All imagery by Blake Ezra Photography. This is part 2 of the 8-part Jewish Wedding Traditions Explained series.
The Tisch, traditionally, is a period of loud and atmospheric boy-time before the ceremony starts. In the more secular world, there are probably some parallels with going for a few drinks in the pub before the big match, but substitute beers for whiskey, football chants for symbolic Hebrew songs, and Barmaids for Rabbis. OK, I admit that may not have been a flawless comparison, but it can be loud and full of energy, whilst meaningfully building the anticipation for the events to come.
Some Grooms opt not to have a Tisch, and instead prefer to be elsewhere in the venue, welcoming guests as they arrive. It all depends on individual preference and also on how religious or spiritual that person is. For me, a wedding is great when it truly represents the couple, so there shouldn’t be pressure on a Groom to have a Tisch, or indeed not to.
The word ‘Tisch’ literally means ‘table’, and the common theme of every Tisch we’ve ever photographed is that there’s a table in the middle, laden with food and drink for the guests to enjoy before the ceremony.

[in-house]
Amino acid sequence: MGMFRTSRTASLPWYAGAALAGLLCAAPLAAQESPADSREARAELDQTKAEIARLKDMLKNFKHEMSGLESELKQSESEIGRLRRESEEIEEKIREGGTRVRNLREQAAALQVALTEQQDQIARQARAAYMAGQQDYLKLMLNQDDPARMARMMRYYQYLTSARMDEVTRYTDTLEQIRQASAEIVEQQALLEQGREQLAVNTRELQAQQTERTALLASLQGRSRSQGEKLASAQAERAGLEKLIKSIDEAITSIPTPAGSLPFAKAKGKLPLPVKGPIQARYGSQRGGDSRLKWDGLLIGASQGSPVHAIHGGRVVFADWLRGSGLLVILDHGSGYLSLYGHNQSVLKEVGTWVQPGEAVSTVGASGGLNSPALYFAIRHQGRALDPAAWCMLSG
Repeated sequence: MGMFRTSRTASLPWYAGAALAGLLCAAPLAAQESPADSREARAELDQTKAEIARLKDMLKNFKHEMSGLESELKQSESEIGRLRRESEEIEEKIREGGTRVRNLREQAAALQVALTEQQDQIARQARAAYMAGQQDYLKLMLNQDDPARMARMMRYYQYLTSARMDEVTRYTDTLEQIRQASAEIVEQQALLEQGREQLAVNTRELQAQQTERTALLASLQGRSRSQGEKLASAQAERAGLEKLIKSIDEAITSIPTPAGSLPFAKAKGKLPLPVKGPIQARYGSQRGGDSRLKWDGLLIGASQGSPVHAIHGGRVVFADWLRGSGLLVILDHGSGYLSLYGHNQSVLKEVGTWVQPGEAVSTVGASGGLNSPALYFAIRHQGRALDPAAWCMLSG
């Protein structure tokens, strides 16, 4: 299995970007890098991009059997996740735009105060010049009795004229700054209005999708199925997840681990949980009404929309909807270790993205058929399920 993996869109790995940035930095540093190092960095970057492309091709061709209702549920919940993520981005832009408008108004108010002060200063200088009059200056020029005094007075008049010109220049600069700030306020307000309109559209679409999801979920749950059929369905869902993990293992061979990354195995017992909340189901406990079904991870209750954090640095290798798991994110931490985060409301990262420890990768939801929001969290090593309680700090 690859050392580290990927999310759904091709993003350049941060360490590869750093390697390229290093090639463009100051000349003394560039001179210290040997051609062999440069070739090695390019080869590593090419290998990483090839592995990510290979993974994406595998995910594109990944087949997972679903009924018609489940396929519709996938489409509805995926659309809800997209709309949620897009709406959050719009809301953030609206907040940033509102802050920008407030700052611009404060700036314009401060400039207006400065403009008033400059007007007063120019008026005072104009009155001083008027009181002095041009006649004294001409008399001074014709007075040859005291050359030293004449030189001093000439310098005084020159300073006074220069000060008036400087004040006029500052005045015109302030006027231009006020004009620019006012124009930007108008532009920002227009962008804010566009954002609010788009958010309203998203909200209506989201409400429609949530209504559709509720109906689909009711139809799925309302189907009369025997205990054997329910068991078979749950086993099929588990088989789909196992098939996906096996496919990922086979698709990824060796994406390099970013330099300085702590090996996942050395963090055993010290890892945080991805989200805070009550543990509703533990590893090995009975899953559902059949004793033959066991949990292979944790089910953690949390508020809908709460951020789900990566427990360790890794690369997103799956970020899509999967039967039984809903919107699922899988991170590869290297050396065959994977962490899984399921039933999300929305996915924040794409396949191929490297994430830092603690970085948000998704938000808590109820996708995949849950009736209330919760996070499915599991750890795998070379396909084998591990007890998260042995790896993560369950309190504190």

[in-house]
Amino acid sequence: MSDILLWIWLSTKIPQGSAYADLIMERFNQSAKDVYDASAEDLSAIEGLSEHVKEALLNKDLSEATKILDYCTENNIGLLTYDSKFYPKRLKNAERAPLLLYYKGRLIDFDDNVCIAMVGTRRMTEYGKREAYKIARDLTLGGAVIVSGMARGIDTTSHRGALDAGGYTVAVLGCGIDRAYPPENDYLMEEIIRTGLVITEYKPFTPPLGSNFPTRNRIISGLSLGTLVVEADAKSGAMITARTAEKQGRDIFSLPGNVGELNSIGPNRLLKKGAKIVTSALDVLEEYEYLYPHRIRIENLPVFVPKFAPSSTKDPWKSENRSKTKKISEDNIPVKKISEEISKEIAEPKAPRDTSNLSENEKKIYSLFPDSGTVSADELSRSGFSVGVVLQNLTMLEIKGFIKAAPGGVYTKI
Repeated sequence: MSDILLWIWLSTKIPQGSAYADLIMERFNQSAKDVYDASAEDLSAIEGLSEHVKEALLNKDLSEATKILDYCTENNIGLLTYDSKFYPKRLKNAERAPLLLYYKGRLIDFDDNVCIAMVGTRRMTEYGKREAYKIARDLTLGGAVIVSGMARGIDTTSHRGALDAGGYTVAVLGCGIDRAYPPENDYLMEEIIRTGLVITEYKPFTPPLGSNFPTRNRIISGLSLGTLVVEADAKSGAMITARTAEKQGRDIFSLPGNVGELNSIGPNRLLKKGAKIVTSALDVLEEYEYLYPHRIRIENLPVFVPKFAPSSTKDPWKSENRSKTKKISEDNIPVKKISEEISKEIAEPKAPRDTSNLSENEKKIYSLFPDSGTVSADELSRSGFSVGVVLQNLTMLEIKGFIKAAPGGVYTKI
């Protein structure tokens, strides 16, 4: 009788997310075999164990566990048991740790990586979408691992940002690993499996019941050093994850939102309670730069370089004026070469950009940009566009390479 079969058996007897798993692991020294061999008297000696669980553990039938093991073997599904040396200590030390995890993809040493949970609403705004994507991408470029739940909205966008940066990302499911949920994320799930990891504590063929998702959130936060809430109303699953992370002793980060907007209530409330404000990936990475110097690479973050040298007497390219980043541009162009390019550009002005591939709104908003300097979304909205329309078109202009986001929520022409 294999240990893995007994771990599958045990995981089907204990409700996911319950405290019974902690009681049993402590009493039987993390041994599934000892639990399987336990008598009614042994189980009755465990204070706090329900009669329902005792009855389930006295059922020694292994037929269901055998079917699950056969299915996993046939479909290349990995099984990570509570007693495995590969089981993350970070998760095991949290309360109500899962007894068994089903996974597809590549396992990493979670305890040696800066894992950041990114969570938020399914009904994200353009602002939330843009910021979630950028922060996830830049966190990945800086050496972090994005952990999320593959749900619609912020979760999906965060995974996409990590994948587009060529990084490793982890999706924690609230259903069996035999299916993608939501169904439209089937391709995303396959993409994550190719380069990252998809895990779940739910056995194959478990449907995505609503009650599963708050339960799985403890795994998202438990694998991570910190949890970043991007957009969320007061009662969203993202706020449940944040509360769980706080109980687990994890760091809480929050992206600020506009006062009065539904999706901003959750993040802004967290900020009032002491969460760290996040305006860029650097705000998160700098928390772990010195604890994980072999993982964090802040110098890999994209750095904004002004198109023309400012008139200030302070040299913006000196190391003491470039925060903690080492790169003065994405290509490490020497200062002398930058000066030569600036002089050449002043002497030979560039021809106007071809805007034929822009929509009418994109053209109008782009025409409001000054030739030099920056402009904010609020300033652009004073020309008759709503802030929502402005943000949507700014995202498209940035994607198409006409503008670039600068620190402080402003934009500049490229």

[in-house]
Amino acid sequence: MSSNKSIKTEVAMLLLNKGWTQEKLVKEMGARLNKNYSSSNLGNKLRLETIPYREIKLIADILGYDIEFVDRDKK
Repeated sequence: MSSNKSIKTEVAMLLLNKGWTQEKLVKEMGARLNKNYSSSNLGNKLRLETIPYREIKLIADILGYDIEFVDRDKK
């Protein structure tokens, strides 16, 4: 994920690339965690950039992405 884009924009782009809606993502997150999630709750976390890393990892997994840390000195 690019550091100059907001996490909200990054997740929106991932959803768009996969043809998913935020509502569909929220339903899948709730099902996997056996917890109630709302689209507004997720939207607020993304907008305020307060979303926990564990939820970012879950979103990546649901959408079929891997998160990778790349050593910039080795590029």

The main ceremonial element in the Tisch is when the Rabbi will read through the ketubah, the Jewish marriage certificate which we’ve talked about last week, explaining to the groom the obligations which will be bestowed upon him as a married Jewish man. The witnesses, often the Rabbi and one other person, then sign the ketubah in preparation for the ceremony. The groom holds aloft an item, which symbolises that he accepts those terms and conditions and will indeed go to the chuppah and get married. At this point, there’s no turning back!
The Tisch can be an amazing part of the day; it can be meaningful, spiritual, and sometimes almost tribal in the intensity of the singing and dancing. At most UK Jewish weddings, a combination of unreliable weather and indoor city venues means the Tisch is usually always held indoors, which does not detract from the atmosphere. However, with the right location and a ‘Tisch-friendly’ climate, there’s no reason at all that it can’t be outside in a field, in a cave, or on a rooftop… the more atmospheric the better!
At the end of the Tisch the groom will leave the room, often accompanied by his closest family and friends, who clap and cheer as he goes to see his bride for the first time on their wedding day, in a ceremony called the Badeken, which I’ll be explaining next week…
Blake Ezra’s ‘Tisch’ gallery
Words and imagery by Blake Ezra Photography